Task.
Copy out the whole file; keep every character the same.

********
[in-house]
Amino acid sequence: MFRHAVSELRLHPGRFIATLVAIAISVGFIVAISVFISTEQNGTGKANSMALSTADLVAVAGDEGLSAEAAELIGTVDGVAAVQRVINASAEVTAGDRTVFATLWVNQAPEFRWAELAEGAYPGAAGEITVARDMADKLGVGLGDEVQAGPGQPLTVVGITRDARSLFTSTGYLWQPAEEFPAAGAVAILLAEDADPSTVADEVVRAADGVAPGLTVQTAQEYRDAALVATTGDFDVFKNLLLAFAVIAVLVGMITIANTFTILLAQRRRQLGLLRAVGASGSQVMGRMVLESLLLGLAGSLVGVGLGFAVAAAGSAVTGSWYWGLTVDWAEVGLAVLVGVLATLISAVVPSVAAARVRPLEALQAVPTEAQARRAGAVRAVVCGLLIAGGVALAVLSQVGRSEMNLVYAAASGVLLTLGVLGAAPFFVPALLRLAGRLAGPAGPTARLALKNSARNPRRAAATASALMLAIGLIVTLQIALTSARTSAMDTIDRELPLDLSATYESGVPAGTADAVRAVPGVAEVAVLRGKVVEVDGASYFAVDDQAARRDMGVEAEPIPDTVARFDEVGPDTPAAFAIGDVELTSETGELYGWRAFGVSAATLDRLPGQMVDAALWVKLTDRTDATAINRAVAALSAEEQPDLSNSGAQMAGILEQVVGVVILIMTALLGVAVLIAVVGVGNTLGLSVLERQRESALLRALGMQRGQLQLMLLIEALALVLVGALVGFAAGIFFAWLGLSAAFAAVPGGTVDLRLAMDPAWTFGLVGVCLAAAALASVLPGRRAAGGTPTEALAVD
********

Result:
[in-house]
Amino acid sequence: MFRHAVSELRLHPGRFIATLVAIAISVGFIVAISVFISTEQNGTGKANSMALSTADLVAVAGDEGLSAEAAELIGTVDGVAAVQRVINASAEVTAGDRTVFATLWVNQAPEFRWAELAEGAYPGAAGEITVARDMADKLGVGLGDEVQAGPGQPLTVVGITRDARSLFTSTGYLWQPAEEFPAAGAVAILLAEDADPSTVADEVVRAADGVAPGLTVQTAQEYRDAALVATTGDFDVFKNLLLAFAVIAVLVGMITIANTFTILLAQRRRQLGLLRAVGASGSQVMGRMVLESLLLGLAGSLVGVGLGFAVAAAGSAVTGSWYWGLTVDWAEVGLAVLVGVLATLISAVVPSVAAARVRPLEALQAVPTEAQARRAGAVRAVVCGLLIAGGVALAVLSQVGRSEMNLVYAAASGVLLTLGVLGAAPFFVPALLRLAGRLAGPAGPTARLALKNSARNPRRAAATASALMLAIGLIVTLQIALTSARTSAMDTIDRELPLDLSATYESGVPAGTADAVRAVPGVAEVAVLRGKVVEVDGASYFAVDDQAARRDMGVEAEPIPDTVARFDEVGPDTPAAFAIGDVELTSETGELYGWRAFGVSAATLDRLPGQMVDAALWVKLTDRTDATAINRAVAALSAEEQPDLSNSGAQMAGILEQVVGVVILIMTALLGVAVLIAVVGVGNTLGLSVLERQRESALLRALGMQRGQLQLMLLIEALALVLVGALVGFAAGIFFAWLGLSAAFAAVPGGTVDLRLAMDPAWTFGLVGVCLAAAALASVLPGRRAAGGTPTEALAVD